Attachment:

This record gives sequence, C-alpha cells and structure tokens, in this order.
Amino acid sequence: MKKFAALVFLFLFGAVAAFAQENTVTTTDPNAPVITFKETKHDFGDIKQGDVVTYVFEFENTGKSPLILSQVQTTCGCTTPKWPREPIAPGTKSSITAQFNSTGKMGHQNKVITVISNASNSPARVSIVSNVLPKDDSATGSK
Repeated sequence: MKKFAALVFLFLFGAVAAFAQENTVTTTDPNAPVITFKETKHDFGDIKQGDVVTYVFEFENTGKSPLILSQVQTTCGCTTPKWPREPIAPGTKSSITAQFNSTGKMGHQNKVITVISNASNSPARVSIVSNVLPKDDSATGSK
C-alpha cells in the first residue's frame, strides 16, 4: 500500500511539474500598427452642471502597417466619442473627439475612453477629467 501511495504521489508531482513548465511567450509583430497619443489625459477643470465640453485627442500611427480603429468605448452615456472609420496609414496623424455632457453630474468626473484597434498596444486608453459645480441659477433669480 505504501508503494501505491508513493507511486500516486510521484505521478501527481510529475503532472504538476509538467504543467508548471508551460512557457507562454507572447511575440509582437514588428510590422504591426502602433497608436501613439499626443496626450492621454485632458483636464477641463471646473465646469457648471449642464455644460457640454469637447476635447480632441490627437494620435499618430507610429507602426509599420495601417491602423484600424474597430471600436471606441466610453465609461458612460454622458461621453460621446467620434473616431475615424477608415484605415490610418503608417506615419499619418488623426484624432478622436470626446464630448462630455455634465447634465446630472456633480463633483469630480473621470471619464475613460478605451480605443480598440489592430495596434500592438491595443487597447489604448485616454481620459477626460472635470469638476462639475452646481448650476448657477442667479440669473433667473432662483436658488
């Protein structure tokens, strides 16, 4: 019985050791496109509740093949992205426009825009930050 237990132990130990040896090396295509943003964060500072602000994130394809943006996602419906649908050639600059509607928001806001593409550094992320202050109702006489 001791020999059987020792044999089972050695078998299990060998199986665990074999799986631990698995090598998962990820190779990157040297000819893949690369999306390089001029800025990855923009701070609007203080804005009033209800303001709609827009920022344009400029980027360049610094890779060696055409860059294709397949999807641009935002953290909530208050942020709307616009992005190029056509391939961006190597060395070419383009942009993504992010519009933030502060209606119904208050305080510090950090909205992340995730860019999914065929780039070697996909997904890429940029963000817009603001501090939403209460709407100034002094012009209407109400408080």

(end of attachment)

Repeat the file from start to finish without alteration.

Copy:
This record gives sequence, C-alpha cells and structure tokens, in this order.
Amino acid sequence: MKKFAALVFLFLFGAVAAFAQENTVTTTDPNAPVITFKETKHDFGDIKQGDVVTYVFEFENTGKSPLILSQVQTTCGCTTPKWPREPIAPGTKSSITAQFNSTGKMGHQNKVITVISNASNSPARVSIVSNVLPKDDSATGSK
Repeated sequence: MKKFAALVFLFLFGAVAAFAQENTVTTTDPNAPVITFKETKHDFGDIKQGDVVTYVFEFENTGKSPLILSQVQTTCGCTTPKWPREPIAPGTKSSITAQFNSTGKMGHQNKVITVISNASNSPARVSIVSNVLPKDDSATGSK
C-alpha cells in the first residue's frame, strides 16, 4: 500500500511539474500598427452642471502597417466619442473627439475612453477629467 501511495504521489508531482513548465511567450509583430497619443489625459477643470465640453485627442500611427480603429468605448452615456472609420496609414496623424455632457453630474468626473484597434498596444486608453459645480441659477433669480 505504501508503494501505491508513493507511486500516486510521484505521478501527481510529475503532472504538476509538467504543467508548471508551460512557457507562454507572447511575440509582437514588428510590422504591426502602433497608436501613439499626443496626450492621454485632458483636464477641463471646473465646469457648471449642464455644460457640454469637447476635447480632441490627437494620435499618430507610429507602426509599420495601417491602423484600424474597430471600436471606441466610453465609461458612460454622458461621453460621446467620434473616431475615424477608415484605415490610418503608417506615419499619418488623426484624432478622436470626446464630448462630455455634465447634465446630472456633480463633483469630480473621470471619464475613460478605451480605443480598440489592430495596434500592438491595443487597447489604448485616454481620459477626460472635470469638476462639475452646481448650476448657477442667479440669473433667473432662483436658488
């Protein structure tokens, strides 16, 4: 019985050791496109509740093949992205426009825009930050 237990132990130990040896090396295509943003964060500072602000994130394809943006996602419906649908050639600059509607928001806001593409550094992320202050109702006489 001791020999059987020792044999089972050695078998299990060998199986665990074999799986631990698995090598998962990820190779990157040297000819893949690369999306390089001029800025990855923009701070609007203080804005009033209800303001709609827009920022344009400029980027360049610094890779060696055409860059294709397949999807641009935002953290909530208050942020709307616009992005190029056509391939961006190597060395070419383009942009993504992010519009933030502060209606119904208050305080510090950090909205992340995730860019999914065929780039070697996909997904890429940029963000817009603001501090939403209460709407100034002094012009209407109400408080």